The United Nations warned on Tuesday (April 4) that Islamic State (ISIS) laid mines and other unexploded ordnance in Iraq and Syria could take five decades to clear.
Speaking on International Mine Awareness Day on Tuesday, Agnes Marcaillou, director of the United Nations Mine Action Service, said making huge swathes of Iraq and Syria habitable again after ISIS had laid landmines would involve an effort of ”huge magnitude,” and that it could cost upwards of $180 million a year.
The effort in Mosul alone could cost $50 million annually the U.N. official warned.
“The more funding there is available the more teams we will be able to hire, the more training we will be able to dispense to Iraqi forces and others,” Marcaillou added.
As Iraqi forces continue to liberate areas from the ultra-hardline Sunni militant group in the country, they encounter territories planted with hidden mines and explosives, ensuring that even after ISIS has been forced from the land, a dangerous legacy lives on in the soil.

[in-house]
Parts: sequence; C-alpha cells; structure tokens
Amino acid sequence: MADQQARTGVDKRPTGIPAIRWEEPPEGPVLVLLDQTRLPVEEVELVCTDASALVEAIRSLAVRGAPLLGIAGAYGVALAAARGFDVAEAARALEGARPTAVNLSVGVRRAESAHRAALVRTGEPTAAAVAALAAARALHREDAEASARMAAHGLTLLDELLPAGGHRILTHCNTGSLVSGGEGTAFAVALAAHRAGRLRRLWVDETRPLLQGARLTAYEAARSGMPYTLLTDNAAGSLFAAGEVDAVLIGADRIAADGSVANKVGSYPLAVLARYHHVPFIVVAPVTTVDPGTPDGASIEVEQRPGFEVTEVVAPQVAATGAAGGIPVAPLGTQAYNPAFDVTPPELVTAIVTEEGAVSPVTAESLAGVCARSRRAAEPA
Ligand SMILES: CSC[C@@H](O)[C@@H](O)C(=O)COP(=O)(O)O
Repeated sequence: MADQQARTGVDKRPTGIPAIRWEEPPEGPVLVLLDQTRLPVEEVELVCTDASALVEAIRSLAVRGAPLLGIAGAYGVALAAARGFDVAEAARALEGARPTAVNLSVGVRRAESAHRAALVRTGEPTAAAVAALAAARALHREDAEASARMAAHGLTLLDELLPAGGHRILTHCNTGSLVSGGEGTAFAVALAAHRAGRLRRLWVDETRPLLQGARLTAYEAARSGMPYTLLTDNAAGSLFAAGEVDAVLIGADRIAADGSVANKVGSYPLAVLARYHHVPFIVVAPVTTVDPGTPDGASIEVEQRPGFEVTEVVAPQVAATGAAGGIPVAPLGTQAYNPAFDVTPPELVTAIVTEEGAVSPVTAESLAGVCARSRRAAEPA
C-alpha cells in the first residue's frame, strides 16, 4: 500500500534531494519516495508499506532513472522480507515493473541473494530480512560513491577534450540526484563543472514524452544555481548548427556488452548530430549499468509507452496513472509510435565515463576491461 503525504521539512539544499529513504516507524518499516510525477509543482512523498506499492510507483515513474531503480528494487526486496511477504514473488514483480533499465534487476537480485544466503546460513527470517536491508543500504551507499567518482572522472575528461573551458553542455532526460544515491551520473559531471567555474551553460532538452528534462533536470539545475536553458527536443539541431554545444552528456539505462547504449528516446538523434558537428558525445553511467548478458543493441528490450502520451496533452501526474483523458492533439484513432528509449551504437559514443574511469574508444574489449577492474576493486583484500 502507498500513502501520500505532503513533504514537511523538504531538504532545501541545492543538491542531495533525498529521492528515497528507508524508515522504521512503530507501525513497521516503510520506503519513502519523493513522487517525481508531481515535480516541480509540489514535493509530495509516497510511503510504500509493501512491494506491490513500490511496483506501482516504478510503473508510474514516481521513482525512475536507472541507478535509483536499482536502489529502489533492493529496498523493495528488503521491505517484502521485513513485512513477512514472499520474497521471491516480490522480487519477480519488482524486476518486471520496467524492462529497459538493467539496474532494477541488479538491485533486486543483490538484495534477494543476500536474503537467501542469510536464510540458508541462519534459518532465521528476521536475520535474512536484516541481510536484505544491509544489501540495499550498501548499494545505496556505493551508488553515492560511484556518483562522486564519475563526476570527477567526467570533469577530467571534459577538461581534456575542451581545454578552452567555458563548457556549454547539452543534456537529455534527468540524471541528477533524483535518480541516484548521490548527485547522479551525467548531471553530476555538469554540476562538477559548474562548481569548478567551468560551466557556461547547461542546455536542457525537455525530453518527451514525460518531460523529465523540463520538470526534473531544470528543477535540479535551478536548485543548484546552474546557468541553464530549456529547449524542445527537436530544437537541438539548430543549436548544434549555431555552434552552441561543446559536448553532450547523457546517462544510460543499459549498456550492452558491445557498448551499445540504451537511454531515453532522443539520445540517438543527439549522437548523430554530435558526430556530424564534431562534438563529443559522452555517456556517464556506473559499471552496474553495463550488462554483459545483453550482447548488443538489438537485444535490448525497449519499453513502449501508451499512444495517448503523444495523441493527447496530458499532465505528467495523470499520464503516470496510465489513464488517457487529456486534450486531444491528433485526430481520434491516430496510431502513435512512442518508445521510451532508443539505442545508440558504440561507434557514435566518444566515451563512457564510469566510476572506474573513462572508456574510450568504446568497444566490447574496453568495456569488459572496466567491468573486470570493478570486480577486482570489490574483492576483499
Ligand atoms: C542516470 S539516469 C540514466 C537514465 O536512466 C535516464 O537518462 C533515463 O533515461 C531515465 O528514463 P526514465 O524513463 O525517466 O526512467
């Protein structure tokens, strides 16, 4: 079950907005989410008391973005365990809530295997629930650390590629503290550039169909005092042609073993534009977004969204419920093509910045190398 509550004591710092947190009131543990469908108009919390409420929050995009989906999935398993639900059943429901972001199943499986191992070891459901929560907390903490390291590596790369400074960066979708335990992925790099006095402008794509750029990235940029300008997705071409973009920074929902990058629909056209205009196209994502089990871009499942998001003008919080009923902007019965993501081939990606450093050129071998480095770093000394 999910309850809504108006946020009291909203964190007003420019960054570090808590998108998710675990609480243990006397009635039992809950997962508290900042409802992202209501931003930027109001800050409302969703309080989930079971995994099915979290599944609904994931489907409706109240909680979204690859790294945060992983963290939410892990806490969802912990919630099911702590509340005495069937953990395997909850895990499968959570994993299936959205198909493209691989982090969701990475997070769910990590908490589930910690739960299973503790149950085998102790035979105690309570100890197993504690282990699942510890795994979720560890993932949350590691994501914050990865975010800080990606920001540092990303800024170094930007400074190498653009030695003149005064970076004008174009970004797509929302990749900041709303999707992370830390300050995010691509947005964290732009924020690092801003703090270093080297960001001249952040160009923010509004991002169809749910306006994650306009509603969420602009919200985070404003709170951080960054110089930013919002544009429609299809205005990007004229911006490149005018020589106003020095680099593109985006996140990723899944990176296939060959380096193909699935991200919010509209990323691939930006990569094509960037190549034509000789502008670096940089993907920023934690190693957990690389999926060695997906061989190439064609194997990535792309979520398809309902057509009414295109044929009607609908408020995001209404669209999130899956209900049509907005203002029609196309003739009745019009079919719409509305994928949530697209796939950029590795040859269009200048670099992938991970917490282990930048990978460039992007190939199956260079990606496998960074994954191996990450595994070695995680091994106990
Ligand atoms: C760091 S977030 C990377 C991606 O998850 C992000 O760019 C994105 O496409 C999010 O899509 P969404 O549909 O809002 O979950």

Iraq is littered with mines that serve as a dangerous and often fatal reminder of the 1980–1988 Iran-Iraq War, the 1991 Gulf War, the 2003 Iraq War and subsequent conflicts.
As a result of the battle against Islamic State (ISIS), large swathes of territory taken over by the militant group intensified the problem of landmines and unexploded ordnance since 2014.
The Iraqi Kurdistan Mine Action Agency (IKMAA) announced on Tuesday (April 4) however that 65% of the Kurdistan Region’s land that had been afflicted with landmines and other unexploded ordnance has now been cleared by demining teams.